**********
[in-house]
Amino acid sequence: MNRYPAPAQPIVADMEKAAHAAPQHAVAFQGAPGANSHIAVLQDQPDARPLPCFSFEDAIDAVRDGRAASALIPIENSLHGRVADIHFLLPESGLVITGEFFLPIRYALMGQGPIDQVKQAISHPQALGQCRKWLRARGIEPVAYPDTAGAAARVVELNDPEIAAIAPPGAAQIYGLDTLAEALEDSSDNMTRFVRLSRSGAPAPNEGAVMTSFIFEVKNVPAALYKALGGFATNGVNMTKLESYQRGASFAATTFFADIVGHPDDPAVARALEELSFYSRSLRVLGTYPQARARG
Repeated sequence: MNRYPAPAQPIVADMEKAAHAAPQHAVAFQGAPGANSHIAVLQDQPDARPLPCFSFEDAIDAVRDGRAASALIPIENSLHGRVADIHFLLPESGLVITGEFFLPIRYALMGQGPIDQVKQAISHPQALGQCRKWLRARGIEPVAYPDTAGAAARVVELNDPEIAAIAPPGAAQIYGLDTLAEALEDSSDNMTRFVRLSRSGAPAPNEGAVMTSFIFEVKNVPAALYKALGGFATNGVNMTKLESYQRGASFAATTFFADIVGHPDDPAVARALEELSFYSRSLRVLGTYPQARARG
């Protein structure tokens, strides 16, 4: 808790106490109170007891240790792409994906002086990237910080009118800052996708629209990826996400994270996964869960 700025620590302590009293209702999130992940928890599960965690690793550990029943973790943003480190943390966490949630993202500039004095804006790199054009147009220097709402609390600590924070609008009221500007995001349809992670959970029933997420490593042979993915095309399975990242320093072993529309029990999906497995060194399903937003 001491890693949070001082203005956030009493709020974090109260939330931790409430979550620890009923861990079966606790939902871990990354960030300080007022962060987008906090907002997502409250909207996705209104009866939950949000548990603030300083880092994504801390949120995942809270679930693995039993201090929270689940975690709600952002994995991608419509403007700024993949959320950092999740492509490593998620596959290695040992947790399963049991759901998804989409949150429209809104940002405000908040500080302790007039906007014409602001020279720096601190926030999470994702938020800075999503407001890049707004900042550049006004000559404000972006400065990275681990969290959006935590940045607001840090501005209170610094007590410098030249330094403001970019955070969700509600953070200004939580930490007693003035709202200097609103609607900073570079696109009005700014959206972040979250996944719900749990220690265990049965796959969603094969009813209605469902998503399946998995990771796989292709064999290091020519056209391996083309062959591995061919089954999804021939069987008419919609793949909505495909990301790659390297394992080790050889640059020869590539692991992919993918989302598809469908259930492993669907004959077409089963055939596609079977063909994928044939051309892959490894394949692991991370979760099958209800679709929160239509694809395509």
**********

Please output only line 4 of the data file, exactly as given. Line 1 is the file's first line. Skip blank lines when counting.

């Protein structure tokens, strides 16, 4: 808790106490109170007891240790792409994906002086990237910080009118800052996708629209990826996400994270996964869960 700025620590302590009293209702999130992940928890599960965690690793550990029943973790943003480190943390966490949630993202500039004095804006790199054009147009220097709402609390600590924070609008009221500007995001349809992670959970029933997420490593042979993915095309399975990242320093072993529309029990999906497995060194399903937003 001491890693949070001082203005956030009493709020974090109260939330931790409430979550620890009923861990079966606790939902871990990354960030300080007022962060987008906090907002997502409250909207996705209104009866939950949000548990603030300083880092994504801390949120995942809270679930693995039993201090929270689940975690709600952002994995991608419509403007700024993949959320950092999740492509490593998620596959290695040992947790399963049991759901998804989409949150429209809104940002405000908040500080302790007039906007014409602001020279720096601190926030999470994702938020800075999503407001890049707004900042550049006004000559404000972006400065990275681990969290959006935590940045607001840090501005209170610094007590410098030249330094403001970019955070969700509600953070200004939580930490007693003035709202200097609103609607900073570079696109009005700014959206972040979250996944719900749990220690265990049965796959969603094969009813209605469902998503399946998995990771796989292709064999290091020519056209391996083309062959591995061919089954999804021939069987008419919609793949909505495909990301790659390297394992080790050889640059020869590539692991992919993918989302598809469908259930492993669907004959077409089963055939596609079977063909994928044939051309892959490894394949692991991370979760099958209800679709929160239509694809395509």